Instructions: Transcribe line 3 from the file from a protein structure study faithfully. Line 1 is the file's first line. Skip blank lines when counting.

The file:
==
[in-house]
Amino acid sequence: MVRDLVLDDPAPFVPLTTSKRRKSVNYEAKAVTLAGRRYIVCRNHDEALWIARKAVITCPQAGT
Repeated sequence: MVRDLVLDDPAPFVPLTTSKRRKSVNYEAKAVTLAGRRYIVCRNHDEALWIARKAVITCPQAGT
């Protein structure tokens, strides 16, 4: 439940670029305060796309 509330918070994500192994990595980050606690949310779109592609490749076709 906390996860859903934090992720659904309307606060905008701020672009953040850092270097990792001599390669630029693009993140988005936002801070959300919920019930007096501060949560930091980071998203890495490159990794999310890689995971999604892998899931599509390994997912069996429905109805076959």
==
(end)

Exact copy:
Repeated sequence: MVRDLVLDDPAPFVPLTTSKRRKSVNYEAKAVTLAGRRYIVCRNHDEALWIARKAVITCPQAGT